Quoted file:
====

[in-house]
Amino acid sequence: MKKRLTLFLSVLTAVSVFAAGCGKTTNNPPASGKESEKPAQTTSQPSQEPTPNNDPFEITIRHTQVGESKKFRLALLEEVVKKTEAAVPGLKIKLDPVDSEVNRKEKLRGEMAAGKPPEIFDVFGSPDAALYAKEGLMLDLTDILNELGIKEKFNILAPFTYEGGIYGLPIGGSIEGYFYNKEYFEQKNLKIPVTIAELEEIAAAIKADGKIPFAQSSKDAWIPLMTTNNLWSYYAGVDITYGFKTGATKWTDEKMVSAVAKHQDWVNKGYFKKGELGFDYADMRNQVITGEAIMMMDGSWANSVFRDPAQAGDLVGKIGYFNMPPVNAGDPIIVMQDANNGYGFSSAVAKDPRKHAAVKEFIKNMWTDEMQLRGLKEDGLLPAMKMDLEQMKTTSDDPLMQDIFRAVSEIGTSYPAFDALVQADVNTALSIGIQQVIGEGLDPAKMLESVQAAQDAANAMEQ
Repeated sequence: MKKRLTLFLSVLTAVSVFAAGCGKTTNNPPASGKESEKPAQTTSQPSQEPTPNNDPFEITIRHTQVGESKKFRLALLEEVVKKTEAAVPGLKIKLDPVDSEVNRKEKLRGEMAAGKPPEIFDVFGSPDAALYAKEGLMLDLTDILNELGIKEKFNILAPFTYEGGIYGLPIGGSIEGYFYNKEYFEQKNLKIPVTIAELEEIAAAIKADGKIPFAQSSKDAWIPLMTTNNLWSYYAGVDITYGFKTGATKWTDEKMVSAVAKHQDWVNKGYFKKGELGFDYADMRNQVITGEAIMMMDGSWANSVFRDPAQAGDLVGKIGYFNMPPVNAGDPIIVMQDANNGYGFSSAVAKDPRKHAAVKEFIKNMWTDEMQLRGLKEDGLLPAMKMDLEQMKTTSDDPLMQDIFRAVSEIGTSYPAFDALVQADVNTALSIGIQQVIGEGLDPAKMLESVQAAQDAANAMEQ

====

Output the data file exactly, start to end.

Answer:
[in-house]
Amino acid sequence: MKKRLTLFLSVLTAVSVFAAGCGKTTNNPPASGKESEKPAQTTSQPSQEPTPNNDPFEITIRHTQVGESKKFRLALLEEVVKKTEAAVPGLKIKLDPVDSEVNRKEKLRGEMAAGKPPEIFDVFGSPDAALYAKEGLMLDLTDILNELGIKEKFNILAPFTYEGGIYGLPIGGSIEGYFYNKEYFEQKNLKIPVTIAELEEIAAAIKADGKIPFAQSSKDAWIPLMTTNNLWSYYAGVDITYGFKTGATKWTDEKMVSAVAKHQDWVNKGYFKKGELGFDYADMRNQVITGEAIMMMDGSWANSVFRDPAQAGDLVGKIGYFNMPPVNAGDPIIVMQDANNGYGFSSAVAKDPRKHAAVKEFIKNMWTDEMQLRGLKEDGLLPAMKMDLEQMKTTSDDPLMQDIFRAVSEIGTSYPAFDALVQADVNTALSIGIQQVIGEGLDPAKMLESVQAAQDAANAMEQ
Repeated sequence: MKKRLTLFLSVLTAVSVFAAGCGKTTNNPPASGKESEKPAQTTSQPSQEPTPNNDPFEITIRHTQVGESKKFRLALLEEVVKKTEAAVPGLKIKLDPVDSEVNRKEKLRGEMAAGKPPEIFDVFGSPDAALYAKEGLMLDLTDILNELGIKEKFNILAPFTYEGGIYGLPIGGSIEGYFYNKEYFEQKNLKIPVTIAELEEIAAAIKADGKIPFAQSSKDAWIPLMTTNNLWSYYAGVDITYGFKTGATKWTDEKMVSAVAKHQDWVNKGYFKKGELGFDYADMRNQVITGEAIMMMDGSWANSVFRDPAQAGDLVGKIGYFNMPPVNAGDPIIVMQDANNGYGFSSAVAKDPRKHAAVKEFIKNMWTDEMQLRGLKEDGLLPAMKMDLEQMKTTSDDPLMQDIFRAVSEIGTSYPAFDALVQADVNTALSIGIQQVIGEGLDPAKMLESVQAAQDAANAMEQ